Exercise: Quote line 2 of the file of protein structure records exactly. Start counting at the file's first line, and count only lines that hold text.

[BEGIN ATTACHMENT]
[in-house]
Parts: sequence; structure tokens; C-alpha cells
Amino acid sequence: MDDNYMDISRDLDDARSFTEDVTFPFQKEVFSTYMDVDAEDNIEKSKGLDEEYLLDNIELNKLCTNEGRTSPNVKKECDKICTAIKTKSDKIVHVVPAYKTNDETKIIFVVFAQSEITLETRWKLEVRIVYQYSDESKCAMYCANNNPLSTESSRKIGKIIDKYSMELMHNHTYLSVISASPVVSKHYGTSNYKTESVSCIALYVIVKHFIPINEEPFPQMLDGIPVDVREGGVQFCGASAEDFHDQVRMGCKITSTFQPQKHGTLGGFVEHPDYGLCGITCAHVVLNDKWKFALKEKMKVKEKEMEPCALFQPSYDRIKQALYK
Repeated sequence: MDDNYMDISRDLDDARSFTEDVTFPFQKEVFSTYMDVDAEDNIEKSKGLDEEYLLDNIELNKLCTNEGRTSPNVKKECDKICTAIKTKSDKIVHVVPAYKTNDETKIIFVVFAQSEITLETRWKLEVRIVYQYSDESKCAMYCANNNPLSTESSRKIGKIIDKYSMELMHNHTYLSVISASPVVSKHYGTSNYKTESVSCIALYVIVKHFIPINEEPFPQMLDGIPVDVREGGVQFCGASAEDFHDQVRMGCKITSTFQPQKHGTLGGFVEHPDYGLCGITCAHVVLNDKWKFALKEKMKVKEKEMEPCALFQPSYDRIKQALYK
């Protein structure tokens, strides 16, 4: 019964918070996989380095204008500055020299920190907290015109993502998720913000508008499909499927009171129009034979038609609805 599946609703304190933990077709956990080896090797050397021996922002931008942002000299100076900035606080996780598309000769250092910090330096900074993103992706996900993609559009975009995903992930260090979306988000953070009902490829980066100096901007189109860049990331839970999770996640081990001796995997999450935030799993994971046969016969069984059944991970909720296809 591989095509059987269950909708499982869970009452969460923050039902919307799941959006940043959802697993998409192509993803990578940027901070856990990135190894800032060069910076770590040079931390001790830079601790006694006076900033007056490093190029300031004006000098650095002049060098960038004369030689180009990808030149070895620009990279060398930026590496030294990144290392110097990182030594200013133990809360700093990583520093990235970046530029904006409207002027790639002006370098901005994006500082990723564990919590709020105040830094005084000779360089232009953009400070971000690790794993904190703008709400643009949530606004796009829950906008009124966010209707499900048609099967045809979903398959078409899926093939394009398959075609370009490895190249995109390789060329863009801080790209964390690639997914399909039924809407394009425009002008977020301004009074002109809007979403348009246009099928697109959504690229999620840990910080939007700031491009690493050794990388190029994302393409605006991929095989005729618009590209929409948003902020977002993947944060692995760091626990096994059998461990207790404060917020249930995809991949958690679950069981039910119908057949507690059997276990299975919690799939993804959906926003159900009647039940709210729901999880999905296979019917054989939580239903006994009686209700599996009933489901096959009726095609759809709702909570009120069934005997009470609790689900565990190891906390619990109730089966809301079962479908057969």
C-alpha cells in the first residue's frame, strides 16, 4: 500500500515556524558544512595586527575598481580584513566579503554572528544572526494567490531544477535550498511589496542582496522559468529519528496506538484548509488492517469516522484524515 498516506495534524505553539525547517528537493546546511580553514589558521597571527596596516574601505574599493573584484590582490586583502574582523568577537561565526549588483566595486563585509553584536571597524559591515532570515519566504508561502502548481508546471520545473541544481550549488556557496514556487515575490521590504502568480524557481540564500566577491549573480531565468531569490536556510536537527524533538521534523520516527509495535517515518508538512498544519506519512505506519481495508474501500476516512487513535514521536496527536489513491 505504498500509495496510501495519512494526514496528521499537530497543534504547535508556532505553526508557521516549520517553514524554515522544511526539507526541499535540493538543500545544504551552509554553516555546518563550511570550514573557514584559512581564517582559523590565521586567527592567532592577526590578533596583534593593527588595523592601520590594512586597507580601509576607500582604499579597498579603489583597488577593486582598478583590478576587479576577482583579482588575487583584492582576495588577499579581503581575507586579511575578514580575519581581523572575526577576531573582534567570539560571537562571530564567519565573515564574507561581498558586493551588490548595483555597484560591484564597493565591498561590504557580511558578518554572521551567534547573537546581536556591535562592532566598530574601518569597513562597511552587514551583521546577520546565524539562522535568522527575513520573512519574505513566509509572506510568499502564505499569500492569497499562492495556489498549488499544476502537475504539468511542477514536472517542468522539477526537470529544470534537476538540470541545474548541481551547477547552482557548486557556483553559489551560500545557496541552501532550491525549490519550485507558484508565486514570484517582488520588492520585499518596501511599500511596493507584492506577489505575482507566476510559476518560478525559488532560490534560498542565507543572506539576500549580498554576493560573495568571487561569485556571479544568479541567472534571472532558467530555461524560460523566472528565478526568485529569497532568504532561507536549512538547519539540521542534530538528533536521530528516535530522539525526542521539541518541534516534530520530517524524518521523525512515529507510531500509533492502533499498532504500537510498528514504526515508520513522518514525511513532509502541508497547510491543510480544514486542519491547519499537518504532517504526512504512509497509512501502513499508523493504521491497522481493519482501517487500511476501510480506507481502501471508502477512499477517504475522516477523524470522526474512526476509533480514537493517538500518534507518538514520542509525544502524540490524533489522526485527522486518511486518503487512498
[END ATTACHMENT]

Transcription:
Parts: sequence; structure tokens; C-alpha cells